A couple of months ago I got the notion that I wanted a rain chain. This notion lead to some great ideas on creating a water collection basin underneath it, and more ideas for rain gardens.
What is the benefit of a rain chain? Rain chains were first used in Japan where they doubled as elegant water features that blended with the architecture. Not only are they beautiful, but these ‘downspouts’ also slow down water. The benefits of slowing down water during a rain storm is that it’s not pooling in areas, such as your yard (harming your foundation and structure) or collecting in the water storm drains as quickly. This reduces the chances of flooding and surges at water treatment plants. Rain chains and rain gardens are an excellent asset to an urban environment where water quality is super important. Plus, the sound of the cascading water is so neat!!!
After doing some research on the price of rain chains and on how to make them, I decided I’d make my own with copper tubing. I found a tutorial on how to weld the rings together. After a big effort of getting a welder, flux, and all those materials, it did not work. If you want to weld the copper tubing, you will need to invest in a blow torch. So I decided I would make do another way. The total cost of materials was around $35. The cheapest rain chains I’ve seen are $100. I used copper tubing and some copper wire to create the rings. Below is a list of materials I used.
Thin Copper Wire (I used about 50 yards of this)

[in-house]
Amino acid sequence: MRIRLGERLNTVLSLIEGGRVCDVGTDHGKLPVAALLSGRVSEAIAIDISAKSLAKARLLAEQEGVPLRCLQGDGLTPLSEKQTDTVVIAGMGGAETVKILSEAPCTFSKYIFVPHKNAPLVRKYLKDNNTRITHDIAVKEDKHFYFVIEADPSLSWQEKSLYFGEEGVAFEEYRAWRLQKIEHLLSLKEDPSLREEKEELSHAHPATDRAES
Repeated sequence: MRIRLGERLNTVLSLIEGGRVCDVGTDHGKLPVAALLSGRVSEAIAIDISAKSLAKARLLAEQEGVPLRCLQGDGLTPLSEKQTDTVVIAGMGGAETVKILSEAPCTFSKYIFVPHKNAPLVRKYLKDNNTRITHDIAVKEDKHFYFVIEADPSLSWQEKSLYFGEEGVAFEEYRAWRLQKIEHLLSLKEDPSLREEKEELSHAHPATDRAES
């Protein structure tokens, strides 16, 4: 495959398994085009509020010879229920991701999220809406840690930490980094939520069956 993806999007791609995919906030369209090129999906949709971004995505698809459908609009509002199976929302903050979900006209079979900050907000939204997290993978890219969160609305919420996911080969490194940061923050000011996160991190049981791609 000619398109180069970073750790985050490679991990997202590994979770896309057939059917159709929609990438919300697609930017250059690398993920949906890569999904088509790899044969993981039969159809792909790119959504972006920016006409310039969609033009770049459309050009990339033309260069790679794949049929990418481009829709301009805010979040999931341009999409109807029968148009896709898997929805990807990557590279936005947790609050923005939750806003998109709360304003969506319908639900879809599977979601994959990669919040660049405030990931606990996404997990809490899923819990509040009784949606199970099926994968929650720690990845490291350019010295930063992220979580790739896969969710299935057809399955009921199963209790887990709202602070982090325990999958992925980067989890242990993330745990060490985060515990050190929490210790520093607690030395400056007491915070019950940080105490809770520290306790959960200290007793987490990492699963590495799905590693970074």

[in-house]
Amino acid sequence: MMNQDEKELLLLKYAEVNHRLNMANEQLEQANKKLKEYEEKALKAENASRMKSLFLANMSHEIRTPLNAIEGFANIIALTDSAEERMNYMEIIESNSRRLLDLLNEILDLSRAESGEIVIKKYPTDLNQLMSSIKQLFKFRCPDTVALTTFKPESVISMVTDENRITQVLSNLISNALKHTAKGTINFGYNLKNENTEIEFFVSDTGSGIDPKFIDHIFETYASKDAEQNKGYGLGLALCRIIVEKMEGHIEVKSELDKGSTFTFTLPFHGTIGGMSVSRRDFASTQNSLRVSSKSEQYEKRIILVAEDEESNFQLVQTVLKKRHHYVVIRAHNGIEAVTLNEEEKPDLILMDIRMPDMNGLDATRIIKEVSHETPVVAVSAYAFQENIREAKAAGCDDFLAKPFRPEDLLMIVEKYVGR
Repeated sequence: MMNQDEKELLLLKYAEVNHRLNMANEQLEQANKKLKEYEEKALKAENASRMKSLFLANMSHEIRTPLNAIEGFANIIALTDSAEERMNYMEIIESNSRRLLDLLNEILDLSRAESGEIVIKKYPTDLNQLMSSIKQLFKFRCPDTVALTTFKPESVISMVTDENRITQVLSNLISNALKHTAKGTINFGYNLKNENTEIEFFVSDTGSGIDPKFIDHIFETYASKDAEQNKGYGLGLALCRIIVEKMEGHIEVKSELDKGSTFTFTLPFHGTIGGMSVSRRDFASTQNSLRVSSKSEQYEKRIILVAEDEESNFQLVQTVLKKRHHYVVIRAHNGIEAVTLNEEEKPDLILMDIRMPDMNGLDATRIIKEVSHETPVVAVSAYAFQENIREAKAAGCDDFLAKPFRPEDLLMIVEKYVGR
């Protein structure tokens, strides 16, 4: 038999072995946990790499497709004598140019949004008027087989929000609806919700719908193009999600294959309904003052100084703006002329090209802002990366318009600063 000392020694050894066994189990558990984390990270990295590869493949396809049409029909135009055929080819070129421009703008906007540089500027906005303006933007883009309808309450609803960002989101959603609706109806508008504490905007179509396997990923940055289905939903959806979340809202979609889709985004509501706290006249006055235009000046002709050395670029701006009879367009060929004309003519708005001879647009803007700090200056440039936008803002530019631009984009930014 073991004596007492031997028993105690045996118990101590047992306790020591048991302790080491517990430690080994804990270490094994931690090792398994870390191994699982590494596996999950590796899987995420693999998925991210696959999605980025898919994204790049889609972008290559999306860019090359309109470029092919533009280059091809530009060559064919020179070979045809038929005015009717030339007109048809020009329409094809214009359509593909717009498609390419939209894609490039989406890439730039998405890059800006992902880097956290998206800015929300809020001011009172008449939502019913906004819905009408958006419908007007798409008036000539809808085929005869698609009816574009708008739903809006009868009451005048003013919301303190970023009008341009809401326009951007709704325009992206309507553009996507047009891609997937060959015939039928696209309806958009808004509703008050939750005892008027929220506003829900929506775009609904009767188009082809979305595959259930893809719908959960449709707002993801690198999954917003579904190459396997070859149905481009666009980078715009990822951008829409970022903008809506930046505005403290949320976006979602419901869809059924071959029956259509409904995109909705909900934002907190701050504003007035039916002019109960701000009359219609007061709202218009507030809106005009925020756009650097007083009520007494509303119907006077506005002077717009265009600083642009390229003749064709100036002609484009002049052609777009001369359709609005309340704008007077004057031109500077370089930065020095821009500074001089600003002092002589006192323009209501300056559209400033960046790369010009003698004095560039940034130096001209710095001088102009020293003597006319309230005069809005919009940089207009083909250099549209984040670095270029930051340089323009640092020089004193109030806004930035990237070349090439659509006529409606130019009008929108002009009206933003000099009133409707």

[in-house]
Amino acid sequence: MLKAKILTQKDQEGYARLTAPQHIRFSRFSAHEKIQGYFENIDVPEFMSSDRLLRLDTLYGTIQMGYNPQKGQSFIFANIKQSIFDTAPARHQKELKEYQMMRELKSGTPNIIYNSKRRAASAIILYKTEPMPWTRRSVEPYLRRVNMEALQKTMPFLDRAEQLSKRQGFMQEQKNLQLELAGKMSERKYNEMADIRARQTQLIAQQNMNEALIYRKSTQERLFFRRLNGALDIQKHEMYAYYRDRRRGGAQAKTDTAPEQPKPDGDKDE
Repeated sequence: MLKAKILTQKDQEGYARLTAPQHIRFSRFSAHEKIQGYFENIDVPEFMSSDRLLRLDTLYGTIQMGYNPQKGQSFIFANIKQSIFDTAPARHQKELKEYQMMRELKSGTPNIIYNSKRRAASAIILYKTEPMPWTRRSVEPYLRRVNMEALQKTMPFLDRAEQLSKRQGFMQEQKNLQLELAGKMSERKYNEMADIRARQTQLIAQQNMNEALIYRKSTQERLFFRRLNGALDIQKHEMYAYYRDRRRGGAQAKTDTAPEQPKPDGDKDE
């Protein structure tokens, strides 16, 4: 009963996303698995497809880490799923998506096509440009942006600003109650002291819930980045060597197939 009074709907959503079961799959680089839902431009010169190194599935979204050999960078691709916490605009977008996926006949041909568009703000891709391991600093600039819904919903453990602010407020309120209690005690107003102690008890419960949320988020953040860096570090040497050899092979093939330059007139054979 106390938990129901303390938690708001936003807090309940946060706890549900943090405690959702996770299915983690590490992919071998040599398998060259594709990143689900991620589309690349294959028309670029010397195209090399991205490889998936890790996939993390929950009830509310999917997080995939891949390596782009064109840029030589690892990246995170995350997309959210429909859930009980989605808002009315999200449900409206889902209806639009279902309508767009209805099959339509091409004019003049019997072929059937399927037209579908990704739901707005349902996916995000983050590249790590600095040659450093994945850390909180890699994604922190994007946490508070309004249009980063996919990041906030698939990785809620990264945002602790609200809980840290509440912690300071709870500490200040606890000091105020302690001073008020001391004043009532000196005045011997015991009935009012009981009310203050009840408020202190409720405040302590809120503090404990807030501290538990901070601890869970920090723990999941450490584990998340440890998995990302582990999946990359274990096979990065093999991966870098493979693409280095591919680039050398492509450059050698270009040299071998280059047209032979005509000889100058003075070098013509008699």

Polished Glass Stones (I am using the large kind of these glass gems)
First you need to measure how long your rain chain will be. Mine is around 7.5′. This meant I needed around 22′ of tubing. Take the amount of feet you need and times it by 3.
First you take the tubing and wrap around a 2″ piece of PVC piping into a coil. Then remove the piping and slightly extend the copper tubing. Use your cutter to cut each ring out of the coil.
This is where you can loop all the rings together and weld them into a complete circle. But without a welder I used the thin copper wire. I inserted it into one end of the tubing clamped the copper tubing down on it with pliers to hold the wire, then wrapped it around the gap to create a fully closed ring.
I then wire wrapped some glass gems and tied them onto the rings. This slows down the water even more. You can slow down the water even more by creating double rings instead of single rings like I did.
To attach the rain chain to the gutter, I used a Plastic Drain Grate that is used for plumbing. My boyfriend cut a hole in the gutter using a metal round 2″ circle hole saw drill bit, then we inserted the drain grate, and tied the rain chain to the grate using copper wire. We then anchored the chain to the ground using a ground stake to prevent it moving during high winds.
If you are totally replacing a gutter, you can find many videos and tutorials online on how to remove the downspout and how to hang the rain chain.
The rain chain has been up for a few weeks and I’ve already noticed a difference in how water is draining on my property. More water from the gutter is flowing down the rain chain and into the yard, where the rain gardens will be. This is decreasing the amount of water collecting around the other downspout which is putting the water near the home’s foundation. Also, the chain looks really cool when water freezes on it!
There will be more information later on different basins you can create where the rain chain’s water flows to.